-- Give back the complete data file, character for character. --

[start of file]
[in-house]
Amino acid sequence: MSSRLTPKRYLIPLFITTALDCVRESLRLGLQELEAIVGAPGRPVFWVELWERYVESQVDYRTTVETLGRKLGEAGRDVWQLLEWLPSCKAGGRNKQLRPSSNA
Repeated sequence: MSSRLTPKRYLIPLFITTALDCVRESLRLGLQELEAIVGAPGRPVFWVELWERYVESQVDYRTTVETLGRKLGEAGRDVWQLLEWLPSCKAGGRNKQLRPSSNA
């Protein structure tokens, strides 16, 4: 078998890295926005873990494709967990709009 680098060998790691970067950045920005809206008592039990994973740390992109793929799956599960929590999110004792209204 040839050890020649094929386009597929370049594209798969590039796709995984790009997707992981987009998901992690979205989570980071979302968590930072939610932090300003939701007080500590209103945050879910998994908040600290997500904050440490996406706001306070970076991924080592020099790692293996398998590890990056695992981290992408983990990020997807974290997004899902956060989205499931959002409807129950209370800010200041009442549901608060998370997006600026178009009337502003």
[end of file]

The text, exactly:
[in-house]
Amino acid sequence: MSSRLTPKRYLIPLFITTALDCVRESLRLGLQELEAIVGAPGRPVFWVELWERYVESQVDYRTTVETLGRKLGEAGRDVWQLLEWLPSCKAGGRNKQLRPSSNA
Repeated sequence: MSSRLTPKRYLIPLFITTALDCVRESLRLGLQELEAIVGAPGRPVFWVELWERYVESQVDYRTTVETLGRKLGEAGRDVWQLLEWLPSCKAGGRNKQLRPSSNA
């Protein structure tokens, strides 16, 4: 078998890295926005873990494709967990709009 680098060998790691970067950045920005809206008592039990994973740390992109793929799956599960929590999110004792209204 040839050890020649094929386009597929370049594209798969590039796709995984790009997707992981987009998901992690979205989570980071979302968590930072939610932090300003939701007080500590209103945050879910998994908040600290997500904050440490996406706001306070970076991924080592020099790692293996398998590890990056695992981290992408983990990020997807974290997004899902956060989205499931959002409807129950209370800010200041009442549901608060998370997006600026178009009337502003």